The final design of the upcoming Polestar 5 electric sports saloon has been outed in a series of renders submitted to the European Intellectual Property Office (EUIPO).
The 5 is an evolution of 2020’s imposing Precept concept, and as such will arrive in dealerships with familiar coupé-esque proportions and a lengthy wheelbase that line it up as a rival to the Mercedes-Benz EQS. Only the concept’s most outlandish features – its heavily accentuated side creases, ultra-slim digital wing mirrors, reverse-opening rear doors and oversized alloy wheels – look to have been casualties of the homologation process.
A full production-spec unveiling is not anticipated until late next year, but Polestar has already confirmed its saloon flagship will get “supercar levels” of body stiffness from an all-new platform being developed at a new engineering base in Warwickshire.
The 5 is the first Polestar car to be developed in the UK, as well as the first “developed by Polestar for Polestar”, rather than derived from a Volvo base, according to vehicle engineering director Steve Swift, speaking to Autocar earlier this year.
The 5’s body is constructed chiefly from bonded aluminium, with other sections made from hot-formed, cold-formed, die-cast and extruded aluminium. It’s this bonded aluminium construction that affords the car “supercar levels of torsional stiffness, which is fundamental to class-leading ride and handling dynamics”, said Polestar UK chief engineer Dave Kane.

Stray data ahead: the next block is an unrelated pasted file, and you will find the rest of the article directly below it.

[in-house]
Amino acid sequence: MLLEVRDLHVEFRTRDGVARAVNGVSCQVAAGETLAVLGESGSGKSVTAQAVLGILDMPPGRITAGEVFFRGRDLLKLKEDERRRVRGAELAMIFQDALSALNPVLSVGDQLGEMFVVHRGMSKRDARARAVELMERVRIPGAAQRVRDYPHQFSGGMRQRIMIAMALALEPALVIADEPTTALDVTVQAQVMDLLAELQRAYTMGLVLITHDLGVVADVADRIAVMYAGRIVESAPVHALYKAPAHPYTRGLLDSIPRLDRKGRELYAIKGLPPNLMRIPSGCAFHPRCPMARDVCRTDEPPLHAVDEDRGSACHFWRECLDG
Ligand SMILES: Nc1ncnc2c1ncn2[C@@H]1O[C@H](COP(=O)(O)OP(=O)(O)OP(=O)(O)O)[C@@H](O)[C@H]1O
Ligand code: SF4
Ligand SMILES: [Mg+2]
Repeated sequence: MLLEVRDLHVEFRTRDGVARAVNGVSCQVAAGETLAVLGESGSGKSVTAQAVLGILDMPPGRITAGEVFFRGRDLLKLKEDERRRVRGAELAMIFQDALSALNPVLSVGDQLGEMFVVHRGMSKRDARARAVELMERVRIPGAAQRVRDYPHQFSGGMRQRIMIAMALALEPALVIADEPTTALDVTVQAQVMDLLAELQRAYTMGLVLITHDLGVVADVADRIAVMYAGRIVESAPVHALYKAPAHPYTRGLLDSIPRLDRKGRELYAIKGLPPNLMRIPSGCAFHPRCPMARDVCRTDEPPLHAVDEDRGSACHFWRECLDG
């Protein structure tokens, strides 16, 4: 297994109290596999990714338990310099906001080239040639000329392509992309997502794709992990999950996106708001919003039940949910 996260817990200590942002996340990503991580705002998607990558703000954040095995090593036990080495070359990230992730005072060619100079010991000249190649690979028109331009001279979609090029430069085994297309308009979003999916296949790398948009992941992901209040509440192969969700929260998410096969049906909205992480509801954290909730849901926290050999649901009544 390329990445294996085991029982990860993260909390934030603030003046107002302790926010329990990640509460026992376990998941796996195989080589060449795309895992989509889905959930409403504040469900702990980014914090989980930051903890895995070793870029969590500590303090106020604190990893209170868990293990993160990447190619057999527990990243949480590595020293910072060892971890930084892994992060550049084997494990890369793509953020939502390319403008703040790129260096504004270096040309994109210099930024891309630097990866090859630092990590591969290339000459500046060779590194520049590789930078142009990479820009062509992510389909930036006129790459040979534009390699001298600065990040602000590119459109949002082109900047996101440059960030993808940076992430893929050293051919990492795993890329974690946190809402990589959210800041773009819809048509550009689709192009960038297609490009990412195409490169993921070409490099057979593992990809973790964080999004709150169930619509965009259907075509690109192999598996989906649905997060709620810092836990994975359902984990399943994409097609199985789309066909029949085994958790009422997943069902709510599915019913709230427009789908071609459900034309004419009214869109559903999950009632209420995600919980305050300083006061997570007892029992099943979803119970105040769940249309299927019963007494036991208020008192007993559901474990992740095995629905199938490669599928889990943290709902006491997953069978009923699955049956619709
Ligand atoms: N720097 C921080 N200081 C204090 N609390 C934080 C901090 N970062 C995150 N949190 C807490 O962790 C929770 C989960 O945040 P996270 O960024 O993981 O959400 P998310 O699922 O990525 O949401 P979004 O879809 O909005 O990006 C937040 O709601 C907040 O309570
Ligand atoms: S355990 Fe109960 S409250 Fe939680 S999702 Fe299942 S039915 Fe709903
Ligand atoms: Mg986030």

UK R&D boss Pete Allen added that a goal for the 5 is to “deliver best-in-class levels of dynamics, and that starts with the structure”. To that end, the 5’s body offers “carbonfibre levels of torsional stiffness, like a two-door sports model”.
Discussions are under way to establish exactly how to tune the 5’s stiff underpinnings to give it its dynamic character. “It’s still to be confirmed where it sits,” said Swift. “We’re looking for sophistication, rather than to take a Volvo and make it handle [like a Polestar].
“If you have a vehicle that rides well and is relatively isolated from road noise and then you get the handling right, you will appeal to those who love driving and also those who just like driving the car without articulating it.”
The Porsche Taycan is an obvious rival to the 5, and Polestar is understood to have one at its MIRA facility for benchmarking purposes. However, the Chinese-Swedish manufacturer wants to create a car with more everyday compliance and a rounded edge, rather than chasing truly sports car-like handling.
“It needs to be engaging but also comfortable,” said Swift. “We can push the car in a dynamic direction or a comfort direction without totally sacrificing one or the other.”
Further developments include motorsport-derived underbody aerodynamics and a slippery body shape. Polestar isn’t yet discussing the powertrain and battery details of the 5 – prototype testing of which is already under way in the UK and in the Arctic Circle – but performance levels are expected to be prodigious given its range-topping position in the Polestar line-up. However, Swift disclosed that there’s some “interesting IP [intellectual property]” in the battery technology.